How to: Create an ASP.NET User Control
User control declarative syntax is very similar to syntax used to create an ASP.NET Web page. The primary differences are that the user controls use andirective in place of an directive, and that the user controls do not include the html, body, and form elements around the content.
For more information about ASP.NET Web pages and how to create them, see. For more information about working with a user control in an ASP.NET Web page, see .
To create a user control
Create a new file and give it a name with the extension .ascx.
For example, name your user control
You cannot put user controls in the Web site's App_Code folder. If a user control is in the App_Code folder, a parse error occurs when the containing page runs.
Create andirective at the top of the page and specify the programming language you want to use for the control (if any).
Add controls that you want the user control to display.
Add code for the tasks that the user control will perform, such as handling control events or reading data from a data source.
Create properties in the control if you want to be able to share information between the user control and the hosting page. You create properties as you would for any class, either as public members or with get and set accessors.
The following example shows a complete user control. The user control displays a read-only text box with a number in it and two arrows that users can click to increment and decrement the value in the text box. The control exposes three properties,
CurrentValue, that can be used in the hosting page.
This example has a text box that accepts user input, which is a potential security threat. By default, ASP.NET Web pages validate that user input does not include script or HTML elements. For more information, see.
<%@ Control Language="VB" ClassName="Spinner" %> <script runat="server"> Private m_minValue As Integer = 0 Private m_maxValue As Integer = 100 Private m_currentNumber As Integer = 0 Public Property MinValue() As Integer Get Return m_minValue End Get Set(ByVal value As Integer) If value >= Me.MaxValue Then Throw New Exception _ ("MinValue must be less than MaxValue.") Else m_minValue = value End If End Set End Property Public Property MaxValue() As Integer Get Return m_maxValue End Get Set(ByVal value As Integer) If value <= Me.MinValue Then Throw New Exception _ ("MaxValue must be greater than MinValue.") Else m_maxValue = value End If End Set End Property Public ReadOnly Property CurrentNumber() As Integer Get Return m_currentNumber End Get End Property Protected Sub Page_Load(ByVal sender As Object, _ ByVal e As System.EventArgs) If IsPostBack Then m_currentNumber = CInt(ViewState("currentNumber")) Else m_currentNumber = Me.MinValue End If DisplayNumber() End Sub Protected Sub DisplayNumber() textNumber.Text = Me.CurrentNumber.ToString() ViewState("currentNumber") = Me.CurrentNumber.ToString() End Sub Protected Sub buttonUp_Click(ByVal sender As Object, _ ByVal e As System.EventArgs) If m_currentNumber = Me.MaxValue Then m_currentNumber = Me.MinValue Else m_currentNumber += 1 End If DisplayNumber() End Sub Protected Sub buttonDown_Click(ByVal sender As Object, _ ByVal e As System.EventArgs) If m_currentNumber = Me.MinValue Then m_currentNumber = Me.MaxValue Else m_currentNumber -= 1 End If DisplayNumber() End Sub </script> <asp:TextBox ID="textNumber" runat="server" ReadOnly="True" Width="32px" Enabled="False" /> <asp:Button Font-Bold="True" ID="buttonUp" runat="server" Text="^" OnClick="buttonUp_Click" /> <asp:Button Font-Bold="True" ID="buttonDown" runat="server" Text="v" OnClick="buttonDown_Click" />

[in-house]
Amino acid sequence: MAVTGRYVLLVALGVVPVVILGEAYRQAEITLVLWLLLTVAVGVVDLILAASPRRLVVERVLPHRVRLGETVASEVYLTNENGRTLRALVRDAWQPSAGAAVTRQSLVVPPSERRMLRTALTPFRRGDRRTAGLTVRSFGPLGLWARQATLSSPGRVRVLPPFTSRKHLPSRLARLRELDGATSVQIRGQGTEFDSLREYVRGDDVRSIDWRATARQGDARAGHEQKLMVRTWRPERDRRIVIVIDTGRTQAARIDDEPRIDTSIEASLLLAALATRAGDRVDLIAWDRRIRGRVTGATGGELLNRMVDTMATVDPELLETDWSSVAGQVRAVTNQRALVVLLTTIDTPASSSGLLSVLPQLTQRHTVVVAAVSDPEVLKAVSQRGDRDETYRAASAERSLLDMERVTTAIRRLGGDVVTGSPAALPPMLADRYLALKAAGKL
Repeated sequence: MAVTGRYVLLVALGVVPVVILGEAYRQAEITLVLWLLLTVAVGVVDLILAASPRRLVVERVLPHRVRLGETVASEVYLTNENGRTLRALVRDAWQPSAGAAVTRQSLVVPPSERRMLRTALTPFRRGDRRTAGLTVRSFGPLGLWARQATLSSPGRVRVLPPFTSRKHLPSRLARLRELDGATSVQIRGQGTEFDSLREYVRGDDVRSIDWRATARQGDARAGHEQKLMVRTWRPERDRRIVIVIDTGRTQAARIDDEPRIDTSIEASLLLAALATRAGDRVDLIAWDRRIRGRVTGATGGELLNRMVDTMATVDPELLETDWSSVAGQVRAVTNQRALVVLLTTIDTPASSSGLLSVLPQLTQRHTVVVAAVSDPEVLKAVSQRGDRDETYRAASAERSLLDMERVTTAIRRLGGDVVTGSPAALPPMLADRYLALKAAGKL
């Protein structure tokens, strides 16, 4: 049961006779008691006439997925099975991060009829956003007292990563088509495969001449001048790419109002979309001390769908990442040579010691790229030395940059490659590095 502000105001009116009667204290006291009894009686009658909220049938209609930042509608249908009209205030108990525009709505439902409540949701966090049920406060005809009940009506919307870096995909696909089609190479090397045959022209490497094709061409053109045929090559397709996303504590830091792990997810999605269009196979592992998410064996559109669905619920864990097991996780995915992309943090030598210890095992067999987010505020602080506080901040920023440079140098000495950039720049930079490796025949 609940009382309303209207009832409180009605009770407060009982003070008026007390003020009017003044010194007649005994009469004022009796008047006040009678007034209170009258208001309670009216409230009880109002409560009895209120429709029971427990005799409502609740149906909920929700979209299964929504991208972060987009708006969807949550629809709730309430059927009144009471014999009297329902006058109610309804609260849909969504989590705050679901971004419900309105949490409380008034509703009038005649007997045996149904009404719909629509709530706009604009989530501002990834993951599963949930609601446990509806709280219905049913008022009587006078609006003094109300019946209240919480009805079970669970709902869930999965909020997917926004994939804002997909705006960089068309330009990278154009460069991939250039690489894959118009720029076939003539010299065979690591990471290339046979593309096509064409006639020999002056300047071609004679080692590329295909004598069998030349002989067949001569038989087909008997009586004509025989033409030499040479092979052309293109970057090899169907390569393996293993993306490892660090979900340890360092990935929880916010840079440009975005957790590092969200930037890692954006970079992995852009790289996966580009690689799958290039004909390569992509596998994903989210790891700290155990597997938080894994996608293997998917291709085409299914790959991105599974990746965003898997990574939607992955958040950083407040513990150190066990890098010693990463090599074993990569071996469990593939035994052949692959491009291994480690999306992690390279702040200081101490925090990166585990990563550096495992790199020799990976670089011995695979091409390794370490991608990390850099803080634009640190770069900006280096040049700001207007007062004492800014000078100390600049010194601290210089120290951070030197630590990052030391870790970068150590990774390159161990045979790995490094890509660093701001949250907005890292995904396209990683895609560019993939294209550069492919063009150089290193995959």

The example user control includes code to define three properties,
CurrentValue. Properties in user controls must be public. In this example, all three properties are created with get and set accessors to enable the control to check for values outside of an acceptable range. However, you can create a property by simply declaring a public member.
MaxValue properties can be set declaratively in the containing page using syntax such as the following:
<uc:Spinner ID="Spinner1" runat="server" MinValue=0 MaxValue=10 />
When the user control is initialized as part of the containing page, ASP.NET parses the declared property values and sets them in the user control automatically.
As with pages, the user control is re-initialized with each postback. Property values therefore must be stored in a persistent location between postbacks. A typical location to store property values is view state. During theevent, you must check for a postback and reload the property values from the store. For more information about view state, see .
For the example, exception handling has been simplified. In the set accessors for the
MaxValue properties, if the properties are set to an unacceptable value, the user control code throws a simple exception in which the string is hard-coded. In real applications, you should create a special exception class and not use hard-coded strings to display error information.